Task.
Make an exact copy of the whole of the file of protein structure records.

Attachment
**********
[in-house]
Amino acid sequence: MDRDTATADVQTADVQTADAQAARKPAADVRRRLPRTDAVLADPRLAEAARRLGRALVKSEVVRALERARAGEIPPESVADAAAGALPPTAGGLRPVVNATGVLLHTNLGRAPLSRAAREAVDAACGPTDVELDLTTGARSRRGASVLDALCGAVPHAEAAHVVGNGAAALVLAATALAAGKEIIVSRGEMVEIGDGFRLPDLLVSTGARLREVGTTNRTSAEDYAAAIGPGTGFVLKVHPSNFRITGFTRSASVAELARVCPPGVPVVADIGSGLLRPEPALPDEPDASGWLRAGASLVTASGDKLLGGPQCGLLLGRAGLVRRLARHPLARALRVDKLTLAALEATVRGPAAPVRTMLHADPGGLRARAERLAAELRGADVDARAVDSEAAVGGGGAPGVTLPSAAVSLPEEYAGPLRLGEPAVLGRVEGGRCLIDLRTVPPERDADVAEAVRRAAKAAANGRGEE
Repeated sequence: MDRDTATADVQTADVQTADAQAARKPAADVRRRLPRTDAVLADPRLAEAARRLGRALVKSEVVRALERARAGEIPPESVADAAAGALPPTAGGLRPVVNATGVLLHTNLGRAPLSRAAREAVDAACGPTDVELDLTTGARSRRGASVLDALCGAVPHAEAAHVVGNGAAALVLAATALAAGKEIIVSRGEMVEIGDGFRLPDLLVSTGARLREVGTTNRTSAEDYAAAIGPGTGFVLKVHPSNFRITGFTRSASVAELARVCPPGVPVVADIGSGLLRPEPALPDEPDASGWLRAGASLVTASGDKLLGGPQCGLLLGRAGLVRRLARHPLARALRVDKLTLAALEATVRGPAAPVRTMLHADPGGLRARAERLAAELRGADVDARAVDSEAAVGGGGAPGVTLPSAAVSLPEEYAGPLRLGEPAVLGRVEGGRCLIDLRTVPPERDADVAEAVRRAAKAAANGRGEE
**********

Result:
[in-house]
Amino acid sequence: MDRDTATADVQTADVQTADAQAARKPAADVRRRLPRTDAVLADPRLAEAARRLGRALVKSEVVRALERARAGEIPPESVADAAAGALPPTAGGLRPVVNATGVLLHTNLGRAPLSRAAREAVDAACGPTDVELDLTTGARSRRGASVLDALCGAVPHAEAAHVVGNGAAALVLAATALAAGKEIIVSRGEMVEIGDGFRLPDLLVSTGARLREVGTTNRTSAEDYAAAIGPGTGFVLKVHPSNFRITGFTRSASVAELARVCPPGVPVVADIGSGLLRPEPALPDEPDASGWLRAGASLVTASGDKLLGGPQCGLLLGRAGLVRRLARHPLARALRVDKLTLAALEATVRGPAAPVRTMLHADPGGLRARAERLAAELRGADVDARAVDSEAAVGGGGAPGVTLPSAAVSLPEEYAGPLRLGEPAVLGRVEGGRCLIDLRTVPPERDADVAEAVRRAAKAAANGRGEE
Repeated sequence: MDRDTATADVQTADVQTADAQAARKPAADVRRRLPRTDAVLADPRLAEAARRLGRALVKSEVVRALERARAGEIPPESVADAAAGALPPTAGGLRPVVNATGVLLHTNLGRAPLSRAAREAVDAACGPTDVELDLTTGARSRRGASVLDALCGAVPHAEAAHVVGNGAAALVLAATALAAGKEIIVSRGEMVEIGDGFRLPDLLVSTGARLREVGTTNRTSAEDYAAAIGPGTGFVLKVHPSNFRITGFTRSASVAELARVCPPGVPVVADIGSGLLRPEPALPDEPDASGWLRAGASLVTASGDKLLGGPQCGLLLGRAGLVRRLARHPLARALRVDKLTLAALEATVRGPAAPVRTMLHADPGGLRARAERLAAELRGADVDARAVDSEAAVGGGGAPGVTLPSAAVSLPEEYAGPLRLGEPAVLGRVEGGRCLIDLRTVPPERDADVAEAVRRAAKAAANGRGEE